• Life on the List by Jeffrey Essmann, a very funny sexy book by the (former) performance artist (he is now, I believe, a priest)
  • Song of Spider-Man by Glen Berger: an intense, funny account of the birth of the musical Spider-Man, written by the playwright who was that show's co-librettist
  • The Lost Conversation: Interviews with an Enduring Avant-Garde by Sara Farrington: interviews with more than two dozen indie theater artists like Richard Foreman, Mac Wellman, and Ching Valdes-Aran; wonderful to hear their voices and know they're being preserved here
  • All We Buried by Elena Hartwell Taylor: a gripping, highly engaging mystery novel by a playwright whose humane and readable work (dramatic and non) I always enjoy

Some Random Notes

I finished Harry Kemelman's Rabbi Small novels early in the year; I am so happy to have come to this series! They are warm, gentle mysteries (I guess we'd call them cozies nowadays) and I learned much about Judaism and humanity in reading them.

I started re-reading Ellery Queen's works this year; I have largely abandoned the project. I found that I prefer the earliest ones, where Ellery is insufferable but indisputably the main attraction of the books. Starting with Halfway House, I found the stories to feel more and more like second-rate Agatha Christie, with perky heroines and sappy love stories that she can write but he cannot.

I also tried three of the Philo Vance novels and concluded that two were plenty. Vance is as insufferable as his critics suggest. I re-read a Nero Wolfe novel that I discovered lurking on my shelf, The Second Confession, and I found that it pretty much soured me on that series. I'm quite proud of the review of this that I wrote on goodreads if you care to learn more.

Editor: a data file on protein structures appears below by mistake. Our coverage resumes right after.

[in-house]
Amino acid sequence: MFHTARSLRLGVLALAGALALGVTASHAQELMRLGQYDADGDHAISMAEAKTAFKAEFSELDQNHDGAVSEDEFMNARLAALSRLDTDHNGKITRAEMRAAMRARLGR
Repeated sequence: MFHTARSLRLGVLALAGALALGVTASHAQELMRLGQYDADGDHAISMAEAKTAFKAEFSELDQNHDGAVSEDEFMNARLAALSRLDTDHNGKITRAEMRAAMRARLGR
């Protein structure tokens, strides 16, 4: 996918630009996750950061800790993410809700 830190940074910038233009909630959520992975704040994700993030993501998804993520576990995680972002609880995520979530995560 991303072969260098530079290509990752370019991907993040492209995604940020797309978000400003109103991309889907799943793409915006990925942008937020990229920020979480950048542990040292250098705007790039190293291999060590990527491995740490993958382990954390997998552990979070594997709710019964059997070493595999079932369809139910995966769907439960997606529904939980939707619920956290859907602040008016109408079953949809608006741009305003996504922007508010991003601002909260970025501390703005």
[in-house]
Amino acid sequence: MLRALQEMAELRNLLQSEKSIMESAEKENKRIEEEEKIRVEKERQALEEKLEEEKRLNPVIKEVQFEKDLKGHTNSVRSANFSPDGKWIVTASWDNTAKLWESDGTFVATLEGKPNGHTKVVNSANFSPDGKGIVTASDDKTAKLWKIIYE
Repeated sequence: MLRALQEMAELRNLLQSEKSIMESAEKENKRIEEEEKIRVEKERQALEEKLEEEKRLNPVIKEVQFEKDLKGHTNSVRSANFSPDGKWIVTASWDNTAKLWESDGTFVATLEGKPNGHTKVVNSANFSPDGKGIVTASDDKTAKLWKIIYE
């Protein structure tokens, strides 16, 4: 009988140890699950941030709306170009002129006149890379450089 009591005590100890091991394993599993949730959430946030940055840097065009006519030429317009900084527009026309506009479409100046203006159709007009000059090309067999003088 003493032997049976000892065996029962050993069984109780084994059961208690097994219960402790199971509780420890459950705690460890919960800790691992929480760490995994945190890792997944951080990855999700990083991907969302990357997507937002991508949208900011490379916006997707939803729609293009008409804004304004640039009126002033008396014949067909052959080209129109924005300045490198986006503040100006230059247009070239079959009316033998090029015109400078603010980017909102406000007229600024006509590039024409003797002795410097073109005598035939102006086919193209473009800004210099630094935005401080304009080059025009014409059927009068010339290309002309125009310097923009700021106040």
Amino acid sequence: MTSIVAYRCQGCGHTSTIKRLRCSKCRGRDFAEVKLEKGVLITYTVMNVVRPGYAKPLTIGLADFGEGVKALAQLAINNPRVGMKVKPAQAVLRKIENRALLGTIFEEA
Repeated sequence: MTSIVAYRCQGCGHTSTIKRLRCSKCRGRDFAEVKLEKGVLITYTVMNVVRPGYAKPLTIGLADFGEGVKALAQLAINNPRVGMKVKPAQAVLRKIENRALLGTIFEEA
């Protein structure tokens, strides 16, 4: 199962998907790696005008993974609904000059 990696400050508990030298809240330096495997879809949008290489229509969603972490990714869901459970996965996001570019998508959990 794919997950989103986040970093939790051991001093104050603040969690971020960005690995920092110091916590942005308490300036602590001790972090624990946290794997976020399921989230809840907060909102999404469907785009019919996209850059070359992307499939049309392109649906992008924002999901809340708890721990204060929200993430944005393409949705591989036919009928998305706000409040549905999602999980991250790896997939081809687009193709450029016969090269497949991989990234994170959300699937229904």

I read Andrew Tobias's memoir about financial life, My Vast Fortune, and got quite a bit out of it. I emailed Mr. Tobias to let him know how much I liked this book and his earlier memoir The Best Little Boy in the World and to my surprise I got not one but two emails back from him (signed Andy). It's nice to know how approachable he turned out to be! And I am looking forward to reading his subsequent memoirs (a new one is said to be coming out next year).

I read several other memoirs and bios; the only one that really stood out was Jim Grimsley's How I Shed My Skin, which is an honest and thoughtful account about growing up inherently racist in the South in the 1960s-70s. It's a smart and courageous book.

And I read Sinclair Lewis's Babbitt, and it really surprised me. It is an excellent novel! Very modern feeling, with lots of good lessons for living packed in that don't ever feel didactic or dogmatic.

All the Books I Read in 2022

(links are to reviews on goodreads)

  1. The Day the Rabbi Resigned by Harry Kemelman
  2. New York: A Bicentennial History by Bruce Bliven,Jr.
  3. Virginia: A History by Louis D. Rubin, Jr.
  4. That Day the Rabbi Left Town by Harry Kemelman
  5. West Virginia: A History by John Alexander Williams
  6. Vermont: A History by Charles T. Morrisey
  7. Massachusetts: A Bicentennial History by Richard D. Brown
  8. The Adventures of Ellery Queen by Ellery Queen
  9. Delaware: A Bicentennial History by Carol Hoffecker
  10. Knot My Sister's Keeper by Mary Marks
  11. Rhode Island: A History by William Gerald McLoughlin
  12. Jack & Susan in 1913 by Michael McDowell
  13. North Carolina: A History by William S. Powell
  14. Tennessee: A Bicentennial History by Wilma Dykeman